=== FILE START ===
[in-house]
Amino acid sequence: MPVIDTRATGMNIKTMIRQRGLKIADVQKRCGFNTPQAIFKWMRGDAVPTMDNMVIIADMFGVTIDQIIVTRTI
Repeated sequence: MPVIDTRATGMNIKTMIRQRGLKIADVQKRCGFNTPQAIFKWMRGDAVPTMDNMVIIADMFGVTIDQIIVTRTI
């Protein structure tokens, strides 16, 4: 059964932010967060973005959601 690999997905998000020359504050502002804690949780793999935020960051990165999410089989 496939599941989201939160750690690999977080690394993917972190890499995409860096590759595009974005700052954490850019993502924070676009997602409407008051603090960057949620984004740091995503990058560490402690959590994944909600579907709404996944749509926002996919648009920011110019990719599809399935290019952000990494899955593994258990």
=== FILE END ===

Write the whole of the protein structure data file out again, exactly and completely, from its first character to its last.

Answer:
[in-house]
Amino acid sequence: MPVIDTRATGMNIKTMIRQRGLKIADVQKRCGFNTPQAIFKWMRGDAVPTMDNMVIIADMFGVTIDQIIVTRTI
Repeated sequence: MPVIDTRATGMNIKTMIRQRGLKIADVQKRCGFNTPQAIFKWMRGDAVPTMDNMVIIADMFGVTIDQIIVTRTI
């Protein structure tokens, strides 16, 4: 059964932010967060973005959601 690999997905998000020359504050502002804690949780793999935020960051990165999410089989 496939599941989201939160750690690999977080690394993917972190890499995409860096590759595009974005700052954490850019993502924070676009997602409407008051603090960057949620984004740091995503990058560490402690959590994944909600579907709404996944749509926002996919648009920011110019990719599809399935290019952000990494899955593994258990």